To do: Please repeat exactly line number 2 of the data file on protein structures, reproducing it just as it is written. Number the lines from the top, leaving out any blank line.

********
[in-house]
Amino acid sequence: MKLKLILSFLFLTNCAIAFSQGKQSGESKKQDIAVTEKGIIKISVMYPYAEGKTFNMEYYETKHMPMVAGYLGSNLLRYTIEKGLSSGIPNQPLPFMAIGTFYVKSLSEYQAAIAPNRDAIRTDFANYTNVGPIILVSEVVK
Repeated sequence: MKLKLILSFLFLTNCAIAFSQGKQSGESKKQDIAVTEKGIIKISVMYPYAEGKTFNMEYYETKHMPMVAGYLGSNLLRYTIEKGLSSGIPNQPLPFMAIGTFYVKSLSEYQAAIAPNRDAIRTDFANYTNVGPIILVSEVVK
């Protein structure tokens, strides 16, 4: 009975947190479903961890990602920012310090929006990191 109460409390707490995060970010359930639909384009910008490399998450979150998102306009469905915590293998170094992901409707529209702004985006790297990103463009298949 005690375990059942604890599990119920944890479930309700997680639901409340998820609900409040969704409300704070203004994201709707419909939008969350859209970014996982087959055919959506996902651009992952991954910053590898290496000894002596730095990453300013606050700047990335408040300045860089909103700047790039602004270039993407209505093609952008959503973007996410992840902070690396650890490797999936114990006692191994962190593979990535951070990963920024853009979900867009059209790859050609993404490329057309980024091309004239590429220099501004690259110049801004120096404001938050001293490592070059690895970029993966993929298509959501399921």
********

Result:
Amino acid sequence: MKLKLILSFLFLTNCAIAFSQGKQSGESKKQDIAVTEKGIIKISVMYPYAEGKTFNMEYYETKHMPMVAGYLGSNLLRYTIEKGLSSGIPNQPLPFMAIGTFYVKSLSEYQAAIAPNRDAIRTDFANYTNVGPIILVSEVVK